By Mark Saldana
Rating: 3 (Out of 4 Stars)
Inspired by conspiracy thrillers such as Blow Up, The Conversation, and Blow Out, writers Tim Woodall, Phil Drinkwater and director Jacob Gentry offer a more modern take on this type of story, with mostly mixed results. Though the movie has a fascinating premise, I feel that the execution and presentation leaves more to be desired. While Broadcast Signal Intrusion does have its moments and has an intelligent and timely message, it just never lands its intended impact.
Harry Shum, Jr stars as James, a lowly and lonely video archivist for a television station. While transferring video to an updated format, James discovers a bizarre and disturbing video clip interrupting programming from a several years back. He soon discovers that the clip and others very similar to it were part of some pirated signals that interupted programming on three different occasions, spread out over time. The videos seem to be sending coded messages, but the whos, what and why are not at all clear. James instantly becomes obsessed with discovering the truth behind these clips even if he has to risk his job and life to do it.
Even though I appreciate the movie’s premise and its message, particularly in this age of internet misinformation and conspiracy theories, I found myself a bit underwhelmed by the film’s overall presentation. The filmmakers do deliver some suspense, along with some shock and awe, but often meander too much and get redundant with the procedural aspects of James’ investigation. This definitely takes away from the movie’s impact and is ultimately disappointing. Actors Harry Shum, Jr and Kelley Mack perform well in the film, despite its weaknesses and do help in keeping the audience invested.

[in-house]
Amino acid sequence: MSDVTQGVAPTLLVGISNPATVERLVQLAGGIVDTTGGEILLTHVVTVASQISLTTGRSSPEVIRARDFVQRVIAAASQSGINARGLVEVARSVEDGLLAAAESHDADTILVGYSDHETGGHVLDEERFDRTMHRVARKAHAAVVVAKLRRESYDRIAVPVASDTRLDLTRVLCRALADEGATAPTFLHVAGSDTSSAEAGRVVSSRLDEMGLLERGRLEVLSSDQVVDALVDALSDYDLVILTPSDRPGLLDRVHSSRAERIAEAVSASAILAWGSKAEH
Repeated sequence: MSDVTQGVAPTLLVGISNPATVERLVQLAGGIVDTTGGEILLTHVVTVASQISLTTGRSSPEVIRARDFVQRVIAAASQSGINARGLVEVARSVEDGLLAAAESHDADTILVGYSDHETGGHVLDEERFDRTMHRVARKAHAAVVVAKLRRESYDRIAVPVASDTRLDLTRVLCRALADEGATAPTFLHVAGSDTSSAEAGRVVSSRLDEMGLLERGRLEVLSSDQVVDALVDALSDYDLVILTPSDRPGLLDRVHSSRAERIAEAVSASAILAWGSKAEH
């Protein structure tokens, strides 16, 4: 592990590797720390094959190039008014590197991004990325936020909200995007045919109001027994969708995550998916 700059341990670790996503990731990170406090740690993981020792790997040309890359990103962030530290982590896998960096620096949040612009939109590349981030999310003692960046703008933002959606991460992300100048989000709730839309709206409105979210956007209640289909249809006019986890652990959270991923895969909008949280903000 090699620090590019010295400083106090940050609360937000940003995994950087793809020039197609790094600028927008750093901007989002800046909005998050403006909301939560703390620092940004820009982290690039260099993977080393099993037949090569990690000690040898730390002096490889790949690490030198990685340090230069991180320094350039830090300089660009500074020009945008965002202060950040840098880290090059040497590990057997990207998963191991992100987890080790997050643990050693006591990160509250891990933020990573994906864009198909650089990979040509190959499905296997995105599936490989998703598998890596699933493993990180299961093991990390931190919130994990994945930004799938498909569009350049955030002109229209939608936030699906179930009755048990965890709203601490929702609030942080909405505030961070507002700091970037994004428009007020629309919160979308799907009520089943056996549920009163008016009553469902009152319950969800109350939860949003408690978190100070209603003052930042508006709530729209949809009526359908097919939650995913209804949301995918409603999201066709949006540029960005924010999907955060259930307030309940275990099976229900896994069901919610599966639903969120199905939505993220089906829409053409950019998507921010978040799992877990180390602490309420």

And as much as Gentry and his writers want their movie to be to be the next great conspiracy thriller, they end up leaving much to be desired. I find enough of the movie entertaining and intriguing to give it a moderate recommendation, but do encourage anyone interested to temper their expectations. I definitely see the various shades of influence from better, more effective thrillers, but Broadcast Signal Intrusion needs more than that to make it stand on its own as a thoroughly riveting thriller.